I couldn’t help comparing that sum, though, with the current UK budget of £258 million for nature conservation and the protection of biodiversity. There is life on earth, right here and now, and it needs some help. Some of our own ancient inhabitants are in real trouble. Bees evolved sometime in the Cretaceous period, some 120 million years ago, at about the same time as flowers, with which they have ever since formed a mutual support system. The bees pollinated the flowers, which competed for their attention with the huge variety of different colours, shapes and fragrances they evolved to lure them in. In turn, the flowers offered the bees pollen and nectar and the bees themselves diversified to take advantage of this bounty. We come into this biological equation too, since we depend on crops the bees have fertilised – in fact it has been estimated that the value of pollination for human food is more than £110 billion a year.
But bees are declining fast. They have lost important habitats of flower-rich meadows and suffered terrible collateral damage from pesticides, herbicides and parasites. We’ve all read the headlines about this, but how much do we really know about them? Most people can recognise a bumble bee and a honey bee, but did you realise we have 24 different kinds of bumble bee in Britain and 270 other kinds of bee, 250 of which are called ‘solitary bees’ that don’t live in hives or big colonies. These have a huge range of life-styles, indicated by such intriguing names as miner, mason, leaf-cutter, wool-carder and sweat bees. Worldwide, there are 20,000 kinds of bees, more than all birds and mammals put together.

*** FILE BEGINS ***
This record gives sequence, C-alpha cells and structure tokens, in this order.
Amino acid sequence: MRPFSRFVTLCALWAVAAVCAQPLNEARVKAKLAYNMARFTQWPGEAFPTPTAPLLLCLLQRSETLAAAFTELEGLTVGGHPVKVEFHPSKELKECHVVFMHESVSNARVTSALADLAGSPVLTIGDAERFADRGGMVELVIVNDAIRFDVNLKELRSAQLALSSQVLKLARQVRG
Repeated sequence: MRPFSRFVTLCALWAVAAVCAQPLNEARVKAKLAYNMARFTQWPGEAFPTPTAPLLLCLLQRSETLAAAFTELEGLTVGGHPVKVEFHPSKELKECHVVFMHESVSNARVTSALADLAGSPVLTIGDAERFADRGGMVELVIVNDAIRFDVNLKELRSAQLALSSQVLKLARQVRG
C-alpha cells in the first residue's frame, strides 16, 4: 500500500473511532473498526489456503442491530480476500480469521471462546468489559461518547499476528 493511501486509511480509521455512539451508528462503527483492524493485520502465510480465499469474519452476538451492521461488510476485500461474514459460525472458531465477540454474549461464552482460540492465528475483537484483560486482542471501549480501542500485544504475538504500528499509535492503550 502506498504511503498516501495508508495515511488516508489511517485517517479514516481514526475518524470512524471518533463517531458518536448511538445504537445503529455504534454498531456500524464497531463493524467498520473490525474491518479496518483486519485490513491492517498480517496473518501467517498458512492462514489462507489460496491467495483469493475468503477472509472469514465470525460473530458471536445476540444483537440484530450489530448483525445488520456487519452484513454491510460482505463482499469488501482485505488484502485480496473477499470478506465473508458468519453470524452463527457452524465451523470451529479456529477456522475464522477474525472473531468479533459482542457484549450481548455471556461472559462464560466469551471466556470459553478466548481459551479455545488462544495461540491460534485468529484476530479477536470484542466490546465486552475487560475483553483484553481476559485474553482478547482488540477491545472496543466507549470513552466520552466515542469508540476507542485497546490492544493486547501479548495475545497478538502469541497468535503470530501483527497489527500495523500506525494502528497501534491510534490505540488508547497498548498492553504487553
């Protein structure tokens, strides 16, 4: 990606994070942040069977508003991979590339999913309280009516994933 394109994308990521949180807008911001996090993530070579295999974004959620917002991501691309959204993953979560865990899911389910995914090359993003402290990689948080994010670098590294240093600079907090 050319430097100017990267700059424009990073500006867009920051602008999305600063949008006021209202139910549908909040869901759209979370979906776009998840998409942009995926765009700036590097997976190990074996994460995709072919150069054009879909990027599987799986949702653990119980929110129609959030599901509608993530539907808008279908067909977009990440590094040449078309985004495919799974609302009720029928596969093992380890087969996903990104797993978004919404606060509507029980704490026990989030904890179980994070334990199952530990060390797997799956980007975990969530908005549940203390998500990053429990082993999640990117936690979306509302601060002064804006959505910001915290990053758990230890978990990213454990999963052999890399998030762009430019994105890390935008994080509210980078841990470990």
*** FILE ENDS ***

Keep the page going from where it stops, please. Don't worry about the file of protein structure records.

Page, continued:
Well, you can see where my Easter parable is heading. Are we at risk of learning more about 3 billion-year old microbes on a dead and uninhabitable planet 140 million miles away than about the buzzing and blooming life that sustains our own live one and that lifts our hearts again every spring?